Sunday, 30 June 2013

Lord of the Flies, June 29, 2013 ***1/2

Adapted from the novel by William Golding by Nigel Williams
By US-A-UM and Malthouse Theatre
Malthouse, Tower Theatre, June 29 to July 14, 2013
Reviewer: Kate Herbert on June 29
Review also published in Herald Sun on line on Mon July 1, 2013 and later in print. KH
 Photo by Sarah Walker

If stranded on an isolated island with little hope of rescue, would humans degenerate into a horde of savages with no defined power structure or institutional law and order?

The answer, according to William Golding’s startling 1954 novel, Lord of the Flies, is a resounding Yes; well, at least it is for the prepubescent schoolboys marooned on an island after a plane crash.

Nigel Williams’ 1995 theatrical adaptation condenses Golding’s narrative and combines characters, recreating the intensity, danger and horror of the novel.

In the intimate space of the theatre, Kip Williams’ production is confronting and sometimes frightening as 9 young boys – played by young women – descend into social chaos typified by barbaric rituals, warring factions, irrationality and, ultimately, murder.

Lord of the Flies raises social, political and philosophical issues that have stymied civilisations for millennia: good and evil, right and wrong, morality and ethics, law and order, hierarchy and power.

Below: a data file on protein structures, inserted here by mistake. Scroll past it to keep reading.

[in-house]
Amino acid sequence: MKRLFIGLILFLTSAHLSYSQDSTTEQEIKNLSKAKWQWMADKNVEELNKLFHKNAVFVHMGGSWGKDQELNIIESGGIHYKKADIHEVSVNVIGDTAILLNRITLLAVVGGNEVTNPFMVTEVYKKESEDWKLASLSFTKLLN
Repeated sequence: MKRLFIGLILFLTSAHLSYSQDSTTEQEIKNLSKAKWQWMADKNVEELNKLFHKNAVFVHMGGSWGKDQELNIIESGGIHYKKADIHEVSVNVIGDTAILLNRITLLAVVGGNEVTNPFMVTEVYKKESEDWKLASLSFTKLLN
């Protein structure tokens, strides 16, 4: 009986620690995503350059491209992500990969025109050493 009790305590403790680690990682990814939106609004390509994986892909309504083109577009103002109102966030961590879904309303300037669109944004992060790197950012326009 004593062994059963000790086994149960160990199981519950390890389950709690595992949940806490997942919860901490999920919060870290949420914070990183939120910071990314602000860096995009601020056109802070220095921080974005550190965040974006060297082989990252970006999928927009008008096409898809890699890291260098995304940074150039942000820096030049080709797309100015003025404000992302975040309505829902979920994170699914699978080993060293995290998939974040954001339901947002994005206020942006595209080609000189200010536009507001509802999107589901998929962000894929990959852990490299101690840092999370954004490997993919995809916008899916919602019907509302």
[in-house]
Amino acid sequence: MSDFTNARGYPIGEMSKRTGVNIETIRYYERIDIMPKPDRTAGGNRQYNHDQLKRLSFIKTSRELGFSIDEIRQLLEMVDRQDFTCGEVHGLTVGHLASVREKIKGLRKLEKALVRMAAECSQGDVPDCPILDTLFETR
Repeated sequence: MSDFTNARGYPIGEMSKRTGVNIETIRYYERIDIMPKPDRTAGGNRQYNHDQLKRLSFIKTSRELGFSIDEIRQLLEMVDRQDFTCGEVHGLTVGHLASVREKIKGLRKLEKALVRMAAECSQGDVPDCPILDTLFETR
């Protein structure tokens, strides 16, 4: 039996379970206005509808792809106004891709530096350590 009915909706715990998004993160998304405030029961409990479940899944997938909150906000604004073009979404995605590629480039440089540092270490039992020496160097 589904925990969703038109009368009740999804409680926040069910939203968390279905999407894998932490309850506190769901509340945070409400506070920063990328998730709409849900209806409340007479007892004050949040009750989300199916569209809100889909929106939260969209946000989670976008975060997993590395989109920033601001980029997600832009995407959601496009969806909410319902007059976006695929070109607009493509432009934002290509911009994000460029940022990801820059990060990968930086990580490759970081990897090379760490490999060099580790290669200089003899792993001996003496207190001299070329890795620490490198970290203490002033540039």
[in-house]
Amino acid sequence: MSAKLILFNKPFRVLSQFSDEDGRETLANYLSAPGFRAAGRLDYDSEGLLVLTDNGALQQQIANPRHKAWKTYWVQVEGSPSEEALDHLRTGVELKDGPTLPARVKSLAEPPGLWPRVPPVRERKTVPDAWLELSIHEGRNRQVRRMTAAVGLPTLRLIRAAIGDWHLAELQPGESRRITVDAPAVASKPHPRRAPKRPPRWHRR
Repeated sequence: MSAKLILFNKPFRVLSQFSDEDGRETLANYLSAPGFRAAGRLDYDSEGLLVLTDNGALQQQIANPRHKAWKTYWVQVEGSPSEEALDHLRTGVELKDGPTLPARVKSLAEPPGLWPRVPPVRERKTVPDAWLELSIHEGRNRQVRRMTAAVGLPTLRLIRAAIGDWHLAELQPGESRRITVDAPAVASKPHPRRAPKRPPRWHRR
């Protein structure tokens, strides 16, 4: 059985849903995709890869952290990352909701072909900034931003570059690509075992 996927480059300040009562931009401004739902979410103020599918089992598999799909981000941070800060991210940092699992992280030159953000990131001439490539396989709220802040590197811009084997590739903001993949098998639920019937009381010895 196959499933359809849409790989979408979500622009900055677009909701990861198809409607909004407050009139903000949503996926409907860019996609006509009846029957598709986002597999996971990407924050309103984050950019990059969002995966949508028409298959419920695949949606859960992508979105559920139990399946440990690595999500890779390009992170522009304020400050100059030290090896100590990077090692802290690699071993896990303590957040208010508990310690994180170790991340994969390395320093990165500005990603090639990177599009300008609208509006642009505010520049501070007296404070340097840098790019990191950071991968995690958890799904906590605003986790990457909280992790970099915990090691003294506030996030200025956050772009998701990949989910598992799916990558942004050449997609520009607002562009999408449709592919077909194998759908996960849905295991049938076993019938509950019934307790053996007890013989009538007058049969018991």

Kip Williams’ concept is inventive, setting the action in an ordered, domestic environment – a metaphor for the civilised world from which the boys come – then systematically and symbolically destroying the furniture to create the wild world of the island.

The young actors, all recent graduates of our major acting institutions, are a committed and capable ensemble willing to endure simulated assaults, be smeared in tomato sauce as blood and depict vile degradation and brutality.

Fiona Pepper balances vulnerability and strength in Ralph, the boy who is voted leader but struggles with his own need to be popular and is corrupted by the mass hysteria.

As Ralph’s overweight sidekick Piggy, Contessa Treffone is compelling, capturing the resoluteness of this defenseless, myopic, asthmatic child who, despite being mercilessly bullied, pursues his commitment to maintain order.

Eloise Winestock is a vicious Jack, morphing into a deluded cult leader who justifies his cruelty by arguing that his rivals are possessed by a beast, and even more menacing is Zoe Boesen’s Roger, whose appalling brutality is shocking.

Although it is an imaginative theatrical device, sometime the use of furniture to depict the landscape becomes clumsy, repetitive or unclear as the cast clambers over or under beds and chairs to create obstacles and distance.

Having women playing boys allows a lightness of touch that is not possible with men playing boys.

However, it’s not useful to think about the fact that girls would be unlikely to behave in the same way as boys, as they would organise, communicate and bully in different ways.

This production is intensely physical, gritty and fearsome, and Golding’s narrative raises questions about progress and evolution in the 21st century.

By Kate Herbert

1 comment:

  1. Why would girls behave differently from boys? Why should gender dictate their behaviour?